back to article Securobods warn of wide open backdoor in Netis/Netcore routers

Routers sold under the brand Netis by Chinese security vendor Netcore have a hardcoded password that leaves users with a wide-open backdoor that could easily be exploited by attackers, claim researchers. The backdoor allows cyber-criminals to easily change settings or run arbitrary code on routers, securobods at Trend Micro …

  1. vagabondo

    As these routers have upgradeable firmware, it should not be too difficult to download the firmware, change the password, and install the modded image. It would only take a few minutes to write a script to randomize rhe password, providing the original password was known.

    Of course the manufacturer could provide firmware without the backdoor if their customers pressured them.

    1. RainForestGuppy

      Congratulations you work in IT.

      Unfortunately, most real people who buy home routers don't. They just want something that connects their PC/Laptop/tablet to the internet so they can access Facebook, ebay.

      Expecting people to upgrade firmware, change passwords, writing scripts is just not acceptable.

      1. vagabondo

        Re: Congratulations you work in IT.

        "Expecting people to ..."

        I thought that most "consumers" got their routers preconfigured from their ISP, and only "experts" bought their own. I would expect the ISP or other tech support to be able to perform the fix remotely -- this is a remote access vulnerability.

        1. Hargrove

          Re: Congratulations you work in IT.

          @vagabondo

          I thought that most "consumers" got their routers preconfigured from their ISP, and only "experts" bought their own. I would expect the ISP or other tech support to be able to perform the fix remotely -- this is a remote access vulnerability.

          The routers I'm familiar with are consumer products available anyplace that sells computers. (For example, Netis routers can be bought from Wal-Mart.). They are easy to set up. Amongst my circle of "non-IT expert" friends, a high percentage--well over half I'd estimate--set up their own wireless routers for home use. (That doesn't imply that any of us know squat about backdoor security. Therein lies the rub.)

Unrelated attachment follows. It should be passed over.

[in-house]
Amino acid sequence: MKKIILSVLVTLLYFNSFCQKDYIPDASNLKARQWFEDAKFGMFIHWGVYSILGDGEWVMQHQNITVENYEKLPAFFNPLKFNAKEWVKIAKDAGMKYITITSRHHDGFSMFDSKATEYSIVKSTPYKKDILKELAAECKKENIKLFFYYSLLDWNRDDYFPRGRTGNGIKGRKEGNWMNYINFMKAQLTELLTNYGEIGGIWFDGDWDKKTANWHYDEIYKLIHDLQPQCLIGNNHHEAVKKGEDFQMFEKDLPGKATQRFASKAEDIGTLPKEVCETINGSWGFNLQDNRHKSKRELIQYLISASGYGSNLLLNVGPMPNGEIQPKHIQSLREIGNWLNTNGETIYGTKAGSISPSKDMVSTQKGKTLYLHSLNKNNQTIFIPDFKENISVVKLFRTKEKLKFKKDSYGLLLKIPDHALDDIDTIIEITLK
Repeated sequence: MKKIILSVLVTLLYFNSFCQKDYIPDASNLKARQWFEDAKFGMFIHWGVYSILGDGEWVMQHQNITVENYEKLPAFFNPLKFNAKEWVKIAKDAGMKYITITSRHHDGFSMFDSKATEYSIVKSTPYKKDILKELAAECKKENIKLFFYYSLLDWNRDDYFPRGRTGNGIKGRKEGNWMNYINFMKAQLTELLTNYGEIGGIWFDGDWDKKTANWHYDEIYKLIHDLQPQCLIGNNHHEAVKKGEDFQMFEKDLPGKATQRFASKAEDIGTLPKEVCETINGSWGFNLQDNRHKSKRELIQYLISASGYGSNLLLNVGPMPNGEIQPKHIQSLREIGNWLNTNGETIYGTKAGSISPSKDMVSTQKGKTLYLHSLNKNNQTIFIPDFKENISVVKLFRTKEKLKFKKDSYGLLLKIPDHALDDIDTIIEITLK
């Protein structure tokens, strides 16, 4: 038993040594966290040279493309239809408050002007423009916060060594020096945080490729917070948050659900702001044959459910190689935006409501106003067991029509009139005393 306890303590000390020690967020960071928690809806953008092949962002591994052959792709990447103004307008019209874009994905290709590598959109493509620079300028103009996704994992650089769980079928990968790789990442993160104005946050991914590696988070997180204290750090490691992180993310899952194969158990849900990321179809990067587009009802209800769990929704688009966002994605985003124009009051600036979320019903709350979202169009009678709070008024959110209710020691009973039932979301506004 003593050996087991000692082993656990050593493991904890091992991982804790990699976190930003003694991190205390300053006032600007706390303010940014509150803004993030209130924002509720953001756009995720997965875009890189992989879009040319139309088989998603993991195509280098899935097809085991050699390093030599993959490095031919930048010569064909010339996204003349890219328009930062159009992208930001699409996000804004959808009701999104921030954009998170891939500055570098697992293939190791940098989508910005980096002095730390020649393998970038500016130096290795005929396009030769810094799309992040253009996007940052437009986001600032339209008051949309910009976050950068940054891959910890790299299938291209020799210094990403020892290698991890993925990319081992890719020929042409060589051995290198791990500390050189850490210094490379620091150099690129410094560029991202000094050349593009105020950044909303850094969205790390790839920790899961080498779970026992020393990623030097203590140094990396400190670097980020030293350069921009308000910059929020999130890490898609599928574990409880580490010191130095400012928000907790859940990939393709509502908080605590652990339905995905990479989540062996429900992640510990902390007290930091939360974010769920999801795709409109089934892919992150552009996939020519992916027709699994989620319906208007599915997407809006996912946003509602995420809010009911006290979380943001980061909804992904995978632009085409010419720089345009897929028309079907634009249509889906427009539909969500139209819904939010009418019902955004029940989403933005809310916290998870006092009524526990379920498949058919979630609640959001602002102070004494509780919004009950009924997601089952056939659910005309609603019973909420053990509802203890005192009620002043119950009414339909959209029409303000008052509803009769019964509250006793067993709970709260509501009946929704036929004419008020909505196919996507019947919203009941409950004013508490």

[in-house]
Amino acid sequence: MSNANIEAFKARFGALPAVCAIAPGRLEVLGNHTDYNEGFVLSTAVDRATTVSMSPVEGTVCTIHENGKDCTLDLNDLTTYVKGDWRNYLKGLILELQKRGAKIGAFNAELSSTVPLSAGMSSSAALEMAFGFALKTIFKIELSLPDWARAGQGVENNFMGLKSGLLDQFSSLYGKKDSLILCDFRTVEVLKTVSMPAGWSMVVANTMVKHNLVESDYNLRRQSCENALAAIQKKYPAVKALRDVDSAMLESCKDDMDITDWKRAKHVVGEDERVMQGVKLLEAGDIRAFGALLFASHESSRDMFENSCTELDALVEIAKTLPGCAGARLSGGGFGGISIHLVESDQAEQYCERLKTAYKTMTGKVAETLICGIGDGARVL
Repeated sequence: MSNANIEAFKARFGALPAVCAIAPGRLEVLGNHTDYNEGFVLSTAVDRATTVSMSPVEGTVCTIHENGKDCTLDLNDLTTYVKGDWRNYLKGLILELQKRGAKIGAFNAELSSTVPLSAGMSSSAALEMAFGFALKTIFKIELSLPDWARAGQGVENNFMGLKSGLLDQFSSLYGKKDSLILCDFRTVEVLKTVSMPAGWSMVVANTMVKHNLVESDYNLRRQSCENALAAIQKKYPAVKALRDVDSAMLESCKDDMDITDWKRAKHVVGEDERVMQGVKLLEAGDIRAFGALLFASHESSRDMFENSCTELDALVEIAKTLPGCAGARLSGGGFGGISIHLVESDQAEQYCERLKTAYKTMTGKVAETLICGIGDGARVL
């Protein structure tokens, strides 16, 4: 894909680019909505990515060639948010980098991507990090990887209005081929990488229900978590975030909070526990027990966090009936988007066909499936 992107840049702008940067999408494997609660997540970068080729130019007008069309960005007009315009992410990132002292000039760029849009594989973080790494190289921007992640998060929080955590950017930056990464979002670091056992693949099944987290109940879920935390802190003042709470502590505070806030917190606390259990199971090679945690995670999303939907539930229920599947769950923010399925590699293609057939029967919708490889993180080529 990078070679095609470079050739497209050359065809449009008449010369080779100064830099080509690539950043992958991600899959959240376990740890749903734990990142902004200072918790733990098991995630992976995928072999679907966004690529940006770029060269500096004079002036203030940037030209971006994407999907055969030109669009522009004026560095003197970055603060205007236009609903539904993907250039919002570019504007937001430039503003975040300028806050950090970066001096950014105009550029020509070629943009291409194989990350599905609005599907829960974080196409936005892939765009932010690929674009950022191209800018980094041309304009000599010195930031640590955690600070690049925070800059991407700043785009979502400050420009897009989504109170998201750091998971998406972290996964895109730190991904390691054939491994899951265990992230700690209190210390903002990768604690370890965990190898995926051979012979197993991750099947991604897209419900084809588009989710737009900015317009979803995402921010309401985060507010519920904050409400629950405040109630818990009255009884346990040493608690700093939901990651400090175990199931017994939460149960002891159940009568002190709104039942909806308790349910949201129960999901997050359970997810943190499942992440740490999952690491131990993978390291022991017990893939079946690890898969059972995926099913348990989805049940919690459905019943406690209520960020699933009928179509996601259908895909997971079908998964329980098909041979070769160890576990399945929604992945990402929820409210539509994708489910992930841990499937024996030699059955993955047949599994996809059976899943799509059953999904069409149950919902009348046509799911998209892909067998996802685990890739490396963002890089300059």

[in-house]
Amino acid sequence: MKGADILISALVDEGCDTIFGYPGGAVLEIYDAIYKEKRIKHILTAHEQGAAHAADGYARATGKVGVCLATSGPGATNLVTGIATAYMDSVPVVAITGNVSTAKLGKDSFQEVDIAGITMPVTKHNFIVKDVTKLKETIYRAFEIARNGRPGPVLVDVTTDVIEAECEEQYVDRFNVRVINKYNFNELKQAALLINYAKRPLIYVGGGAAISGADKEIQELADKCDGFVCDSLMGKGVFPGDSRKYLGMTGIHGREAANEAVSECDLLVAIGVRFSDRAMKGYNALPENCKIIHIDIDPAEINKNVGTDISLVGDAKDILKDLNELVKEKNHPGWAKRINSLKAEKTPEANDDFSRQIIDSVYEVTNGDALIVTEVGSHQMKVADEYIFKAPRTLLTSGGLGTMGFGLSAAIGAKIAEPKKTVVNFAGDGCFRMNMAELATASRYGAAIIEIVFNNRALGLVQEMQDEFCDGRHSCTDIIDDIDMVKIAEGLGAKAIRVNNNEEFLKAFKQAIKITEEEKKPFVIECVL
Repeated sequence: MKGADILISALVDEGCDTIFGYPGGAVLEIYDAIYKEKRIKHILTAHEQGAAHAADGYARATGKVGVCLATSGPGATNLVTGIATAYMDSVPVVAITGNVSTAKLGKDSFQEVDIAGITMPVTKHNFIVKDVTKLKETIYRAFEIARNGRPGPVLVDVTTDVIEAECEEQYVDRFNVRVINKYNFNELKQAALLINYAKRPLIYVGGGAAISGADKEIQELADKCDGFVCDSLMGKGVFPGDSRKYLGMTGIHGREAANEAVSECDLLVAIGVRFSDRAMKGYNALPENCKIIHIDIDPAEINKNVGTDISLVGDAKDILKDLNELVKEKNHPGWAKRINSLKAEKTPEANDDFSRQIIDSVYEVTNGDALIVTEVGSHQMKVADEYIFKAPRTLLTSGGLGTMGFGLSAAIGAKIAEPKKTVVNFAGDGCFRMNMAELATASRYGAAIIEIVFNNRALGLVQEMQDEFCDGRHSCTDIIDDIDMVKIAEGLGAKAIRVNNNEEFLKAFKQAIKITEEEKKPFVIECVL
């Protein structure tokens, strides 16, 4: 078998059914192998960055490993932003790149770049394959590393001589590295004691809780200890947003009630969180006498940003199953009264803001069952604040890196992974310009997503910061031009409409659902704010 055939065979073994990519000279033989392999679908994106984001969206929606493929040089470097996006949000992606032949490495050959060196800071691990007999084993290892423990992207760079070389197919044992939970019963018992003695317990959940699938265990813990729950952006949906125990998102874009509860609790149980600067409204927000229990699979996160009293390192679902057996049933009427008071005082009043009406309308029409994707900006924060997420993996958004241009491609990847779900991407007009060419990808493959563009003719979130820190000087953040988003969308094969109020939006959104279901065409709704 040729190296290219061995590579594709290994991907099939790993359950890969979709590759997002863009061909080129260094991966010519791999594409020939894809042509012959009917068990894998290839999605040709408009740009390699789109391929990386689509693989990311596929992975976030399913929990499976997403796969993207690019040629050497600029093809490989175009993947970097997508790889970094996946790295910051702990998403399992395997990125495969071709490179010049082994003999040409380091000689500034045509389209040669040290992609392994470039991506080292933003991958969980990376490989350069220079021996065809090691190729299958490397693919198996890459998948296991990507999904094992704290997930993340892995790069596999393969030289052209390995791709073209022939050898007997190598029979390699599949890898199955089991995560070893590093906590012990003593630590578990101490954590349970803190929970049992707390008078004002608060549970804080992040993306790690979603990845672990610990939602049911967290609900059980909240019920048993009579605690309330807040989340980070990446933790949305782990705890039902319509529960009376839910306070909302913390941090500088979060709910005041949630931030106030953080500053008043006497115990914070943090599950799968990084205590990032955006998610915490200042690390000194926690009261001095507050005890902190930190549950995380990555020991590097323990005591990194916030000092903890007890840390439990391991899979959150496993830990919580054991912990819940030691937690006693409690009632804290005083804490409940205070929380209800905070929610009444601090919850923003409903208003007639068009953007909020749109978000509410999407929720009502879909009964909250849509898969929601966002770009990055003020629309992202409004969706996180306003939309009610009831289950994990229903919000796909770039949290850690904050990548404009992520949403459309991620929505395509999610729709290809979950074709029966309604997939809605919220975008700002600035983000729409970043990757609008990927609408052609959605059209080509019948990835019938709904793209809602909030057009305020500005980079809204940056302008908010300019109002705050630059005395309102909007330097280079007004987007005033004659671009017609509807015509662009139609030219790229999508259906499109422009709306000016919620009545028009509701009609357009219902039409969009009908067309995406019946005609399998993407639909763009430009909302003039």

On a different point, I'm not sure that Netis is alone in having this vulnerability.

          1. vagabondo

            Re: Congratulations you work in IT.

            @Hargrove

            I am sure that anyone that has used a web interface to configure their router is sufficiently "expert" to use the same interface to install a firmware upgrade, if one was provided. I do not expect the average user produce their own.

            "I'm not sure that Netis is alone in having this vulnerability."

            These stories are a regular feature here. They are not confined to the low cost devices either.

    2. Lars Silver badge
      Happy

      @vagabondo "download the firmware"???

      Firmware is programming that's written to the read-only memory (ROM) of a computing device.

      ROM is "built-in" computer memory containing data that normally can only be read, not written to.

      PROM is read-only memory (ROM) that can be modified once by a user. (not sure about the once anymore)

      (whatis.com)

      You could download software that could perhaps fix the problem.

      Or if that device had the means to "burn" a PROM and it is a PROM then you could do that, but I am sure there is no such possibility.

      You could perhaps also pull it/them out and replace with what the factory sends you.

      Not an expert, must be some 30 years since I played with stuff like that, very much a part of IT and programming then, and fun.

      My point is however this "Short of a fix, Trend recommends replacing vulnerable devices"..

      And perhaps it will be like this:

      http://www.theregister.co.uk/2014/08/26/hp_recalls_six_million_laptop_power_cords_over_fire_risk/

      If those sold in the USA came from any ISP then I think they should replace the whole damned thing.

      1. Lars Silver badge
        Happy

        And I did forget the EPROM: But never mind the article was about hardwired.

        1. vagabondo

          @Lars

          Sorry but you also forgot about EEROM and Flash Memory. Also the term used was "hard-coded" not "hardwired" -- we are dealing with firmware here, not hardware.

          Most motherboards, "intelligent" devices, etc. -- including routers -- use flash memory to store their operating firmware. The system allows the flash memory to be overwritten and rebooted. That's how the firmware is upgraded. Firmware images are generally available for download from the device manufacturer's website.

          The recommendation for replacement was "short of a fix". A fix is trivial, and could be implemented in-situ remotely. I would expect revised firmware images to appear at http://netis-systems.com/en/Downloads/ within a few days, but that depends on the priorities of these low-cost (approx £10) devices.

          1. Lars Silver badge
            Pint

            Re: @Lars

            @vagabondo, Sorry and thanks, a dumb comment by me.

  2. Alan Brown Silver badge

    This kind of thing

    Is why so many attacks seem to come from china (or residential DSL in various countries)

    If you think the blackhats haven't been (ab)using such backdoors for a while you're sorely mistaken.

  3. herman Silver badge

    How much did GCHQ pay them to insert that backdoor?

    1. Anonymous Coward
      FAIL

      Did you read the article? I think you are getting your intelligence agencies mixed up.

    2. Anonymous Coward
      Anonymous Coward

      More likely the NSA, GCHQ is just their puppet.

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